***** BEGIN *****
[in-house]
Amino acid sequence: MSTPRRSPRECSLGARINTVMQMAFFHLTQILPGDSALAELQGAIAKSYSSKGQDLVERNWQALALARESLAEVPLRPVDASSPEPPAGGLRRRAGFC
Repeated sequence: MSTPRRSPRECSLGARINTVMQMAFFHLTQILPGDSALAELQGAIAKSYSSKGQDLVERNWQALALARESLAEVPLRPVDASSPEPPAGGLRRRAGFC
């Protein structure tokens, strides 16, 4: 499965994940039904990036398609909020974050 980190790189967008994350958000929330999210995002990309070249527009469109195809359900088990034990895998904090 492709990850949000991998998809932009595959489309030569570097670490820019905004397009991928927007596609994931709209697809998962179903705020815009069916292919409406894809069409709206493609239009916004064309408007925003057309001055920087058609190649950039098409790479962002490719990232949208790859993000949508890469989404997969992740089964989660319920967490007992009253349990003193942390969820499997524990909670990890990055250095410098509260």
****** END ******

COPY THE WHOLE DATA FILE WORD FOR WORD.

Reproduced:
[in-house]
Amino acid sequence: MSTPRRSPRECSLGARINTVMQMAFFHLTQILPGDSALAELQGAIAKSYSSKGQDLVERNWQALALARESLAEVPLRPVDASSPEPPAGGLRRRAGFC
Repeated sequence: MSTPRRSPRECSLGARINTVMQMAFFHLTQILPGDSALAELQGAIAKSYSSKGQDLVERNWQALALARESLAEVPLRPVDASSPEPPAGGLRRRAGFC
């Protein structure tokens, strides 16, 4: 499965994940039904990036398609909020974050 980190790189967008994350958000929330999210995002990309070249527009469109195809359900088990034990895998904090 492709990850949000991998998809932009595959489309030569570097670490820019905004397009991928927007596609994931709209697809998962179903705020815009069916292919409406894809069409709206493609239009916004064309408007925003057309001055920087058609190649950039098409790479962002490719990232949208790859993000949508890469989404997969992740089964989660319920967490007992009253349990003193942390969820499997524990909670990890990055250095410098509260």